Early Vote for Energy Standards Freeze; Lawmakers Grade Common Core

The latest Republican-backed revamp of Ohio’s energy efficiency standards is halfway through the legislature after several hours of delays and a very early morning vote. Primary day wasn’t very eventful this year, but voters did approve Issue 1, which allows the state to sell nearly $2 billion in bonds over the next decade to finance local bridge, road, water and sewer projects. In the only contested statewide race, Cuyahoga County Executive Ed FitzGerald became the official Democratic nominee for governor by easily defeating Larry Ealy, an unemployed Dayton area man who had no campaign organization and had raised no money.

As the school year is winding down, debate over what kids are learning and being tested on continues to rage. Ohio is among the 44 states and the District of Columbia that adopted the Common Core State Standards Initiative, which sets details on what kids from kindergarten through their senior year of high school should know in English language arts and math. The program has been praised as superior to almost all existing educational standards, while allowing districts flexibility to develop curriculum and helping educators better prepare kids for careers because of an emphasis on critical thinking. But the Common Core has also been vilified as untested with standards that aren’t high enough, and that it enforces a one-size-fits-all approach that’s too reliant on standardized testing while costing states and school districts a lot of money.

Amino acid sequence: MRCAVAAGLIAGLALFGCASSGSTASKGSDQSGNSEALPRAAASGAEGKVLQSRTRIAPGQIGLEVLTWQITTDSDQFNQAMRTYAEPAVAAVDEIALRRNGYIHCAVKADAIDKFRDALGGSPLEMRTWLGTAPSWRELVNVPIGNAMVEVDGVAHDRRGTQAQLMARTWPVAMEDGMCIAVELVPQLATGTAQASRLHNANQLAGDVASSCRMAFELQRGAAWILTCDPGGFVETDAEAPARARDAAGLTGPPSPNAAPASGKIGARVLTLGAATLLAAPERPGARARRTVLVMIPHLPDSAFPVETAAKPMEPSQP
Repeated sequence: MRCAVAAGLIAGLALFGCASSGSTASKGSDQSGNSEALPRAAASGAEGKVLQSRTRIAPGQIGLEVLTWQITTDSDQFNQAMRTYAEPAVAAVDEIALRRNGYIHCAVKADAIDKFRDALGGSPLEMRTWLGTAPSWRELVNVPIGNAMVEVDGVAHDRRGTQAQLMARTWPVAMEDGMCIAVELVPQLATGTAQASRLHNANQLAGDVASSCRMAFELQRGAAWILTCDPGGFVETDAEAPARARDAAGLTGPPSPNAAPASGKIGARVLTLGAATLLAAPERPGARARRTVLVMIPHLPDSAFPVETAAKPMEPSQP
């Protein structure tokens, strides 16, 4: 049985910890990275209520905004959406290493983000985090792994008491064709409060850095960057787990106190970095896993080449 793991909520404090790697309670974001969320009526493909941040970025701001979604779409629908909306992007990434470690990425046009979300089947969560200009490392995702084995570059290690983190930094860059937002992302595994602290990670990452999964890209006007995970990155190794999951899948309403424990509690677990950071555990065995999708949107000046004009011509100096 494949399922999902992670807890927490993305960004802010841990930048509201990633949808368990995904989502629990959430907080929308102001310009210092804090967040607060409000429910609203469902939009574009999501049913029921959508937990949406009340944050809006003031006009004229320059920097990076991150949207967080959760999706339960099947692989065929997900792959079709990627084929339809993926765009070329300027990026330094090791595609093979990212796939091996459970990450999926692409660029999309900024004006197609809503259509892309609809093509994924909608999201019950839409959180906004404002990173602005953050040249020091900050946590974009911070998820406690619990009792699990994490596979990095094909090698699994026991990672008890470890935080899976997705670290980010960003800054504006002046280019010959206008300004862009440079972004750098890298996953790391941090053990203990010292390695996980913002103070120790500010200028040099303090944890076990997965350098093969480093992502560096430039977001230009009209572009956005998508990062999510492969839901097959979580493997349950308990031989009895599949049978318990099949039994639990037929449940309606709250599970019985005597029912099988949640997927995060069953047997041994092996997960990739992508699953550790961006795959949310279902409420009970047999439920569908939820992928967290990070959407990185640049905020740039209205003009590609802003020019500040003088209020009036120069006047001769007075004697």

And what’s interesting in this debate is that often, it’s not across party lines – it’s an intra-party fight among Republicans. Longtime Republican Rep. Gerald Stebelton of Lancaster is the chair of the House Education Committee and supports Common Core. He says it’s a set of learning objectives, not a curriculum, and these standards exist so that there can be benchmarks that can be measured to make sure kids are learning what they’re supposed to. And he says local school boards and states still have the flexibility to set curriculum. Stebelton said the initiative had been adopted and was being implemented smoothly, and then a lot of noise about the Common Core burst in from the national level.

Rep. Andy Thompson (R-Marietta) proposed a bill to repeal the Common Core initiative. He says concerns about Common Core didn’t explode until parents started seeing the impact, and he says national conservative commentators started talking about it at the same time. And he maintains there’s no evidence that the standards haven’t been “dumbed down”.

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